Honeywell Global Business Aviation Forecast Sees 4 percent Average Annual Industry Growth Over Next Decade
- Up to 9,450 deliveries of new business jets valued at $280 billion forecast through 2024
- Operators plan to replace 23 percent of their fleets with new jets in the next five years
- European and Brazilian purchase plan percentages lead all world regions
- Large-cabin jets account for up to 46 percent of five-year new purchase plans
In its 23rd annual Business Aviation Outlook, Honeywell (NYSE: HON) is forecasting up to 9,450 new business jet deliveries worth $280 billion from 2014 to 2024.
The 2014 Honeywell outlook reflects an approximate 7 to 8 percent increase in projected delivery value over the 2013 forecast. Slightly higher unit deliveries are coupled with modest list price increases and the continued strong showing of larger business jet models in the delivery mix to generate the growth.
Honeywell forecasts 2014 deliveries of approximately 650 to 675 new jets, a single-digit increase in percentage growth year over year. The improvement in deliveries expected in 2014 is largely due to program schedule recoveries, new model introductions and additional fractional uptake.
“2015 industry deliveries are anticipated to be up modestly again, reflecting momentum from several new model introductions and some gains linked to incremental global economic growth,” said Brian Sill, president, Business and General Aviation, Honeywell Aerospace.
In its latest survey, Honeywell found that the operators interviewed plan to make new jet purchases equivalent to about 23 percent of their fleets over the next five years either as a replacement or in addition to their current fleet. This level of interest is several points lower than the past four survey cycles, but is in line with results of 25 percent or less that were the norm until 2006. Of the total new business jet purchase plans, 19 percent are intended to occur by the end of 2015, while 14 and 22 percent are scheduled for 2016 and 2017, respectively. The survey does not allocate projected demand to specific years beyond 2017. Purchase timing is shifted somewhat later compared with last year’s results and leads to a modest slowdown in projected demand for the near term. However, pre-sold positions for new models entering service in 2015‒16 should mute this effect on recorded deliveries.
LARGER JETS REMAIN POPULAR
Despite lower overall purchase expectations, operators continue to focus on larger-cabin aircraft classes ranging from super midsize through ultralong-range and business liner, implying these types of aircraft will command the bulk of the value billed from now until 2024. This large-cabin group is expected to account for more than 75 percent of all expenditures on new business jets in the near term. Volume growth between now and 2024 will be led by these classes of aircraft, reflecting 60 percent of additional units and nearly 85 percent of additional retail value.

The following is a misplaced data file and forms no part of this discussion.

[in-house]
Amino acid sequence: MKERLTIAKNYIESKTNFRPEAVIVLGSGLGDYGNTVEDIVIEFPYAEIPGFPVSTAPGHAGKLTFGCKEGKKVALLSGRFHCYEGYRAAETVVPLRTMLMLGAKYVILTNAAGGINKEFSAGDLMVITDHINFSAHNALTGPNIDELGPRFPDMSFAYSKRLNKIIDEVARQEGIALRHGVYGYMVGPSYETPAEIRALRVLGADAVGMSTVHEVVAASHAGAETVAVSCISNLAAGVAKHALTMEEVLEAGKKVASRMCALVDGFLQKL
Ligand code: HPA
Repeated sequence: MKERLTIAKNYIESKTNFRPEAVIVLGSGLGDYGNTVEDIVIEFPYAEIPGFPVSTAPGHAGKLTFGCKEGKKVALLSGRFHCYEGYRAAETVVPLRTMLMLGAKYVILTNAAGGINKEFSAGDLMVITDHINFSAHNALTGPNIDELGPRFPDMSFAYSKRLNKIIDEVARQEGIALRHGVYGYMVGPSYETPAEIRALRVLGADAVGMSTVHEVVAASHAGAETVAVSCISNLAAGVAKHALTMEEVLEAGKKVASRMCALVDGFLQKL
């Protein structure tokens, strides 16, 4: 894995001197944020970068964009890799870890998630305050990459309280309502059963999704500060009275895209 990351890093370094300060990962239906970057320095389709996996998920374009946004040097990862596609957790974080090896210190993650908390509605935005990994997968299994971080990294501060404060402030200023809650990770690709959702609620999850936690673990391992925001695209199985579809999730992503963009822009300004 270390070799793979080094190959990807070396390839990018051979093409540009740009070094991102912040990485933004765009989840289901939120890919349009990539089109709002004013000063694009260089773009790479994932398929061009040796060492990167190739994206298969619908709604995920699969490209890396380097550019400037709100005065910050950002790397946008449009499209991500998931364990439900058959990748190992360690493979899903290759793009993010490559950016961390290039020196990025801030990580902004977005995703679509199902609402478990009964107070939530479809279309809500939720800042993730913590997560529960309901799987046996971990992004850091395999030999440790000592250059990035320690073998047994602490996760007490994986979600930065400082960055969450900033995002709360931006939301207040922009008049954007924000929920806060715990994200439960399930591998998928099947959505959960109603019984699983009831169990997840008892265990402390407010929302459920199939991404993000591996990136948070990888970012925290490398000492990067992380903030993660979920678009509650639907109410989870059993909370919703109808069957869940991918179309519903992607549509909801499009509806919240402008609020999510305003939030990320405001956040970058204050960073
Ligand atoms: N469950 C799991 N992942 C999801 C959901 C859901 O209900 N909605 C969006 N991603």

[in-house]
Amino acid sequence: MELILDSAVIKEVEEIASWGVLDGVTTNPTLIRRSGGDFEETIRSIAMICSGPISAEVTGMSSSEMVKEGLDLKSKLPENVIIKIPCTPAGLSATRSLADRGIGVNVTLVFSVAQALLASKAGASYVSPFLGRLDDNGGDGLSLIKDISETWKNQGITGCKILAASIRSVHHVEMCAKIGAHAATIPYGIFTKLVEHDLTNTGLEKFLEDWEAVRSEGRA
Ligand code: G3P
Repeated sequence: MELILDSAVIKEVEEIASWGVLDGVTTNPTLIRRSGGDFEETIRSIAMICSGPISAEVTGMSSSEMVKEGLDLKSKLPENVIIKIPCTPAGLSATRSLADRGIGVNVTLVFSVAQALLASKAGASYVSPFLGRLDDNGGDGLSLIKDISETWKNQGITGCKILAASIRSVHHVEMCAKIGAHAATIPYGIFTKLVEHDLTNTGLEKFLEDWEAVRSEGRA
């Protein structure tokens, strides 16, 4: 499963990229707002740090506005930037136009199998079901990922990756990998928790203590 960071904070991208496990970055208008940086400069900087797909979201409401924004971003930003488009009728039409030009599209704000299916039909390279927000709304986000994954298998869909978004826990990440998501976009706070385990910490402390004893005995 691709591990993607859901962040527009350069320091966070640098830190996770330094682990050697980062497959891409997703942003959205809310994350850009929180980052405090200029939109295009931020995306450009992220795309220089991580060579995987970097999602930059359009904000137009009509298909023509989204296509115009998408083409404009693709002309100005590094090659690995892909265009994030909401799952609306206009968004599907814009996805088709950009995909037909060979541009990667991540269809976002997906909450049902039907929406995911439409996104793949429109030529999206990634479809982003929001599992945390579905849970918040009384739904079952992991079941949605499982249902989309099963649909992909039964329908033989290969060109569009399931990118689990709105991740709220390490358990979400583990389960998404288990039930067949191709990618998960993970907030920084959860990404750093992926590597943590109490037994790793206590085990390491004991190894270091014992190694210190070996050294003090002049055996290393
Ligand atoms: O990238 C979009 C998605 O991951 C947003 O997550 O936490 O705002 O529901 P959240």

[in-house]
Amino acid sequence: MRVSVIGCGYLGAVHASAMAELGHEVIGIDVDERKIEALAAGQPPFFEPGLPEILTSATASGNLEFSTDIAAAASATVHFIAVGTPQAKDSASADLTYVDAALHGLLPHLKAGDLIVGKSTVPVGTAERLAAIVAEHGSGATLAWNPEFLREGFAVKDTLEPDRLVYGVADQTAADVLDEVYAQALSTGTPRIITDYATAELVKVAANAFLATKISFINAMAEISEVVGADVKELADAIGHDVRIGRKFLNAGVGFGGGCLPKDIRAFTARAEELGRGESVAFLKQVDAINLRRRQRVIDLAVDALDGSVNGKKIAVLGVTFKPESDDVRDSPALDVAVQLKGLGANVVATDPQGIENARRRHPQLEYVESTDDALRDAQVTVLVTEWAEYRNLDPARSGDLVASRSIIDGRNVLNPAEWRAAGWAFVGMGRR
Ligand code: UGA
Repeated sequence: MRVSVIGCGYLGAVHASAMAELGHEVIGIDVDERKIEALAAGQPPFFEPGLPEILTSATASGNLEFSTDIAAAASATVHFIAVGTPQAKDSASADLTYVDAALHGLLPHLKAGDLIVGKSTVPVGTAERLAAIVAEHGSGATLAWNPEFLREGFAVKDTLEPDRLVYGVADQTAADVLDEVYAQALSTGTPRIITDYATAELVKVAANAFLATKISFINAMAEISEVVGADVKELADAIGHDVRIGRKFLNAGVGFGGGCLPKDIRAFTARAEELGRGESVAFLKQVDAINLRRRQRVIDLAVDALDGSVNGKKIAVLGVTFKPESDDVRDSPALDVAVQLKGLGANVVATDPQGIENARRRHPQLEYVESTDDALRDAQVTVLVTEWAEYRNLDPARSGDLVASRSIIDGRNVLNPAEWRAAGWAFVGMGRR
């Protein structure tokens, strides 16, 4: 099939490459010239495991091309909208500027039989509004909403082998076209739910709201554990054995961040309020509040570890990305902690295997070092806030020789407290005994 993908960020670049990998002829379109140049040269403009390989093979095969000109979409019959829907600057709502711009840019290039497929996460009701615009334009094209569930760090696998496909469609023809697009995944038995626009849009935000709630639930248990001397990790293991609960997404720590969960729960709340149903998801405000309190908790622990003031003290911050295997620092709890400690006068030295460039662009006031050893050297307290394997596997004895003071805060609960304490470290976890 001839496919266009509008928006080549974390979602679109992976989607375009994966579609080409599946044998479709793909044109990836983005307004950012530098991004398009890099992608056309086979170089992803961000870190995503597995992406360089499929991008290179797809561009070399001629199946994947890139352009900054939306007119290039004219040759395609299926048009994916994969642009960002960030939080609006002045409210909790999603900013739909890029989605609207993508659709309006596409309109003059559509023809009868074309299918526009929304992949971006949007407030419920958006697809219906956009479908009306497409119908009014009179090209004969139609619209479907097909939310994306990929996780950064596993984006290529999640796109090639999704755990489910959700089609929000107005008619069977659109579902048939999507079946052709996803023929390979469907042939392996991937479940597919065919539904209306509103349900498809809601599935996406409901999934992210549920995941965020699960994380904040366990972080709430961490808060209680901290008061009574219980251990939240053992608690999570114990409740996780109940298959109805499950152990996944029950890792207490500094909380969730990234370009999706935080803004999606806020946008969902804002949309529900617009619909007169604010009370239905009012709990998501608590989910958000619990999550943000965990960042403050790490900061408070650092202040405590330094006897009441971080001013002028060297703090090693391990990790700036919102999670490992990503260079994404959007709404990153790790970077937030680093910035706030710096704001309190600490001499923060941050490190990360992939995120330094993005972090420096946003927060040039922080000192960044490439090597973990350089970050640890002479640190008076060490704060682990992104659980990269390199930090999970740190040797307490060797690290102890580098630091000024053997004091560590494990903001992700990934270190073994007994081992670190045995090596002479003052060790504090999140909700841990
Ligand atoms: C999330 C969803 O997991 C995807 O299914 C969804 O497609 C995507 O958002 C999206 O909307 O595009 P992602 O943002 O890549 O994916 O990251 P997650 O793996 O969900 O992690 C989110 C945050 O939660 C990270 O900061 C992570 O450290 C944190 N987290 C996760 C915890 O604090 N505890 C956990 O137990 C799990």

“The strong desire for larger-cabin aircraft with greater range and advanced avionics is seen again in this year’s survey,” Sill said. “We are also seeing some improved interest in midsize and small-cabin models this year. As a full-spectrum supplier, we are pleased to see aircraft in every class with significant Honeywell equipment content among the most popular models cited in the operator survey.”
“For many years, the Honeywell Operator Survey has pointed the way for the industry,” said Carl Esposito, vice president of Marketing and Product Management, Honeywell Aerospace.
“The annual outlook reflects topical operator concerns but also identifies longer-cycle trends we use in our own product decision process. It has helped Honeywell focus on investments such as designing and developing flight efficiency upgrades, optimized propulsion offerings, innovative safety products and enhanced aircraft connectivity offerings. The survey also contributes to our business pursuit strategy, and helps position Honeywell consistently on high-value platforms in growth sectors.”
Another notable finding in the 2014 survey is the improved interest levels for midsize and small-cabin aircraft in operator purchase plans. While large-cabin models still garner the largest share of specific buying plans, the midsize and smaller models recovered some share for the first time in several years, reflecting improved prospects for popular production models as well as stronger interest in newer models just now available or soon to enter service.
REGIONAL BUYING DETAILS
Regional purchasing results are affected by each market’s maturity, economic environment and other characteristics. Emerging markets generally show higher, but historically more volatile, levels of demand and a more pronounced preference for larger aircraft. As traditional regional markets have coped with economic variability and political uncertainties, key emerging markets have been shaping recent industry growth, backlog and portfolio composition.
This year, Honeywell sees a realignment of near-term regional market shares. The overall level of forecast aircraft demand coming from inside North America slipped back after increasing for the first time since 2010 last year. Roughly 59 percent of projected demand comes from North American operators, down two points from the 2013 survey. “New aircraft acquisition plans in North America are still significant given the region’s overall size,” Sill said. “Coupled with projected gains in fractional fleet deliveries, North American demand should still support industry volumes as some of the traditional higher-growth regions work through another year of reduced growth rates.”